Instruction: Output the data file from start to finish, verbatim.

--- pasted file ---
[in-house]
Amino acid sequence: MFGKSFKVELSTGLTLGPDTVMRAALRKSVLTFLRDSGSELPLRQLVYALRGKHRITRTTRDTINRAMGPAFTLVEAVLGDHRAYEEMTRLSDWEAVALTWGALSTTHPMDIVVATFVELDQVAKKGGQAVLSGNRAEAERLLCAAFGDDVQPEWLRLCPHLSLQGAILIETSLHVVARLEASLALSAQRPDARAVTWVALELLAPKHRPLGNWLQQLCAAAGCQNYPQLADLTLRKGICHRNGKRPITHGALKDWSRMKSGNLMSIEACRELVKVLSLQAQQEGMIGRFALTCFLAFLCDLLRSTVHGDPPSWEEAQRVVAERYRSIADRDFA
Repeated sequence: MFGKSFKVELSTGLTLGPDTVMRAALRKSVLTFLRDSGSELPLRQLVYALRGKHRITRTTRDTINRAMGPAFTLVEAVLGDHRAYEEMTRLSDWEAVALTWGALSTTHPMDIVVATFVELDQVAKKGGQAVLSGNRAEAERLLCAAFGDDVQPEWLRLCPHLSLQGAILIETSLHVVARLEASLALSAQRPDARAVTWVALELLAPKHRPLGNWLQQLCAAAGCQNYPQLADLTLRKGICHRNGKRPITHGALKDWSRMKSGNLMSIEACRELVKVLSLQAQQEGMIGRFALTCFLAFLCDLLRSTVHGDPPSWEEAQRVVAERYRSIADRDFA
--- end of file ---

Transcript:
[in-house]
Amino acid sequence: MFGKSFKVELSTGLTLGPDTVMRAALRKSVLTFLRDSGSELPLRQLVYALRGKHRITRTTRDTINRAMGPAFTLVEAVLGDHRAYEEMTRLSDWEAVALTWGALSTTHPMDIVVATFVELDQVAKKGGQAVLSGNRAEAERLLCAAFGDDVQPEWLRLCPHLSLQGAILIETSLHVVARLEASLALSAQRPDARAVTWVALELLAPKHRPLGNWLQQLCAAAGCQNYPQLADLTLRKGICHRNGKRPITHGALKDWSRMKSGNLMSIEACRELVKVLSLQAQQEGMIGRFALTCFLAFLCDLLRSTVHGDPPSWEEAQRVVAERYRSIADRDFA
Repeated sequence: MFGKSFKVELSTGLTLGPDTVMRAALRKSVLTFLRDSGSELPLRQLVYALRGKHRITRTTRDTINRAMGPAFTLVEAVLGDHRAYEEMTRLSDWEAVALTWGALSTTHPMDIVVATFVELDQVAKKGGQAVLSGNRAEAERLLCAAFGDDVQPEWLRLCPHLSLQGAILIETSLHVVARLEASLALSAQRPDARAVTWVALELLAPKHRPLGNWLQQLCAAAGCQNYPQLADLTLRKGICHRNGKRPITHGALKDWSRMKSGNLMSIEACRELVKVLSLQAQQEGMIGRFALTCFLAFLCDLLRSTVHGDPPSWEEAQRVVAERYRSIADRDFA